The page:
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Jerome Tolliver v. P.O. Gonzalez #18216


October 31, 2011


The opinion of the court was delivered by: Milton I. Shadur Senior United States District Judge


Following the August 23, 2011 issuance of the parties' jointly submitted Final Pretrial Order ("FPTO"), each side has complied with this Court's contemporaneously-issued minute order by submitting motions in limine. Those motions in turn have generated responses, so that they are ripe for ruling. This memorandum opinion and order will address the motions in turn.

Plaintiff's Motions in Limine Counsel for plaintiff Jerome Tolliver ("Tolliver") have, in their Motion No. 1, sought to bar a substantial amount of potential evidence that is not directly related to the incident in which Tolliver claims his constitutional rights were violated. None of the matters to which Tolliver objects were known to the defendant officers at the time of their alleged use of excessive force in the course of their arresting him. That familiar type of motion typically brings into play the interaction between Fed. R. Civ. P. ("Rule") 404(b) and Rule 403, and this case is no exception.

Among the objected-to items, the exclusion of any potential evidence as to Tolliver's prior arrests not leading to convictions and as to any history of domestic disputes (the latter exclusion being unopposed by defendants) poses no problems--any such matters are barred. As for Tolliver's earlier or later use of controlled substances, with no evidence indicating that he was impaired at the time of his arrest (so as to raise a question as to his ability to recall the incident), any such evidence is barred as well.

That leaves only Tolliver's 2006 convictions for aggravated battery and his 2008 conviction for attempted robbery. Though such prior convictions are potentially admissible under Rule 609, neither implicates Tolliver's credibility as such. With none of them having been known to the arresting officers at the time of the incident at issue, they could not have influenced the officers' conduct. On balance, the introduction of such unrelated convictions, none of which impugns Tolliver's ability to speak truthfully about the incident on which he sues, would generate unfair prejudice substantially outweighing their probative value. That being so, Rule 403 bars admissibility of that evidence, and Tolliver's Motion No. 1 is granted in its entirety.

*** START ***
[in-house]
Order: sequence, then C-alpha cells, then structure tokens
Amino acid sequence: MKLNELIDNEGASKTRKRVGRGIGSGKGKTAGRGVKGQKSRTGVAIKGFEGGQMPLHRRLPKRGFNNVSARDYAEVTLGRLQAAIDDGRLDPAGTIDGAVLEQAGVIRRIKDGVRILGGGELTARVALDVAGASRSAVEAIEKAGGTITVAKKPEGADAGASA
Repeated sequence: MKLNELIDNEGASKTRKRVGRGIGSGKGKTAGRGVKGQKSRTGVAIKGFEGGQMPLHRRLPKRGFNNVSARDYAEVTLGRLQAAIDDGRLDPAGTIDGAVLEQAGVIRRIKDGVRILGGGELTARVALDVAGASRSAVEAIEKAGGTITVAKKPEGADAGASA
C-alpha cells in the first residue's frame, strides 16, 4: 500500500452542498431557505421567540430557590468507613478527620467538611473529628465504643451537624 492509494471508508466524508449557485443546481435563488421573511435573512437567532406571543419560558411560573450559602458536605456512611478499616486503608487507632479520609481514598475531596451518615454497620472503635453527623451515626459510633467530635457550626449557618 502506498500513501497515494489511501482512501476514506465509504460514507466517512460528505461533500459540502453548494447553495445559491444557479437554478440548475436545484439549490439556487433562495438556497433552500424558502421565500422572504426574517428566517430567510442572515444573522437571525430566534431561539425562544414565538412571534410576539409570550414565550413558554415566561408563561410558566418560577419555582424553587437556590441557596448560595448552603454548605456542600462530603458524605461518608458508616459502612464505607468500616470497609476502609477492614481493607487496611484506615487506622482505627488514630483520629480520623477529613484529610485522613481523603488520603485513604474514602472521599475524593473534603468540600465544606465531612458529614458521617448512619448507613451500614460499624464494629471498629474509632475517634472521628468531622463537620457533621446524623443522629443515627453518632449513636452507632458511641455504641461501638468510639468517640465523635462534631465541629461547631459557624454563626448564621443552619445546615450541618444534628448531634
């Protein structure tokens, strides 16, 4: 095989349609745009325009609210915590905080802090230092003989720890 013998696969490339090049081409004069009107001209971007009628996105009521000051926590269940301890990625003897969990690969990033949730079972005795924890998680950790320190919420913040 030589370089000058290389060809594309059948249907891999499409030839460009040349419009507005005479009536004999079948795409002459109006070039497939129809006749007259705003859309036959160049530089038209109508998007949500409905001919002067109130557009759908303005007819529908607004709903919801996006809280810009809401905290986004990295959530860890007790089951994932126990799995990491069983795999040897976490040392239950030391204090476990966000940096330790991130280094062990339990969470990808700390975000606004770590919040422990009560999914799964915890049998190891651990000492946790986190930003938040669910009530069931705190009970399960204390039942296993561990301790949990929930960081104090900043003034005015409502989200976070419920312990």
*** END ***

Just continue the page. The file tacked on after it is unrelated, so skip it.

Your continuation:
Tolliver's Motion No. 2 seeks to bar evidence of defendant Officer Gonzalez's National Guard service from about 1997 to 2004. Defendants' response is that it should be admitted "for the purpose of providing background information to the jury." "Background information" of what? Any such evidence has no relevance to the matters at issue, and Motion No. 2 is granted as well.

Tolliver's Motion No. 3 asks that the defendant officers be prevented from wearing their uniforms and medals during the trial, on the premise that doing so would constitute inadmissible character evidence. That may be so as to medals, but the defendant officers have disclaimed any intention to wear those.*fn1

But this Court sees no basis for precluding the wearing of uniforms (indeed, this Court is keenly aware that some members of the public view police officers adversely as a result of some highly publicized incidents of misconduct, and it always takes special care to make inquiry on both sides of the potential bias coin during voir dire in jury selection). That aspect of Motion No. 3 is denied.

Finally, Tolliver's Motion No. 4 asks that the trial omit any reference to or mention of the details surrounding Tolliver's arrest--most particularly any details of the altercation between Tolliver and his spouse Stacey that triggered the arrest.

Defendants state in return that the "officers came to the scene of the incident in response to a dispatch regarding a domestic dispute between Plaintiff and his wife," assertedly justifying testimony of the type objected to by Tolliver (most specifically, referring to marks that the officers observed on Mrs. Tolliver when they arrived).